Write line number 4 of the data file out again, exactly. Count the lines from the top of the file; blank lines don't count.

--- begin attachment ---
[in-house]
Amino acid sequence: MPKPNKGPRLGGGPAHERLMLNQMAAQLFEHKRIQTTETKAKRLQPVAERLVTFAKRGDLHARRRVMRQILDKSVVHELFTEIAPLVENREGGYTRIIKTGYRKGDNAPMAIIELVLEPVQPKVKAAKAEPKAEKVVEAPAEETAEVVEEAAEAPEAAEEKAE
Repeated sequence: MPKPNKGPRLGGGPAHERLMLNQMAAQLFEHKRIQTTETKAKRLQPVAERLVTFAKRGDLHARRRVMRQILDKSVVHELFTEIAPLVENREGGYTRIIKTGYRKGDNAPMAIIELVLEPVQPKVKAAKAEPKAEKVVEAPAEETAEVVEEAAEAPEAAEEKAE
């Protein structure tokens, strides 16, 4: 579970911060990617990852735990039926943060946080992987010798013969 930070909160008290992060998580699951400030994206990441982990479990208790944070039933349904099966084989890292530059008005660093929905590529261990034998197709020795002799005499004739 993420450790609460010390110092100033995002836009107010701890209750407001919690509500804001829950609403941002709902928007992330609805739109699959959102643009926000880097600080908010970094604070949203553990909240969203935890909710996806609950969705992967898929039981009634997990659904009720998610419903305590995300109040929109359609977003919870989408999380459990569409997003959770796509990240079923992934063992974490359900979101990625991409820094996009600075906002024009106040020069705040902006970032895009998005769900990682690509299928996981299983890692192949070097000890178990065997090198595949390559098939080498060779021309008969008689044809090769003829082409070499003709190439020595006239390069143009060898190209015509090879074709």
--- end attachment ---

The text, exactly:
């Protein structure tokens, strides 16, 4: 579970911060990617990852735990039926943060946080992987010798013969 930070909160008290992060998580699951400030994206990441982990479990208790944070039933349904099966084989890292530059008005660093929905590529261990034998197709020795002799005499004739 993420450790609460010390110092100033995002836009107010701890209750407001919690509500804001829950609403941002709902928007992330609805739109699959959102643009926000880097600080908010970094604070949203553990909240969203935890909710996806609950969705992967898929039981009634997990659904009720998610419903305590995300109040929109359609977003919870989408999380459990569409997003959770796509990240079923992934063992974490359900979101990625991409820094996009600075906002024009106040020069705040902006970032895009998005769900990682690509299928996981299983890692192949070097000890178990065997090198595949390559098939080498060779021309008969008689044809090769003829082409070499003709190439020595006239390069143009060898190209015509090879074709």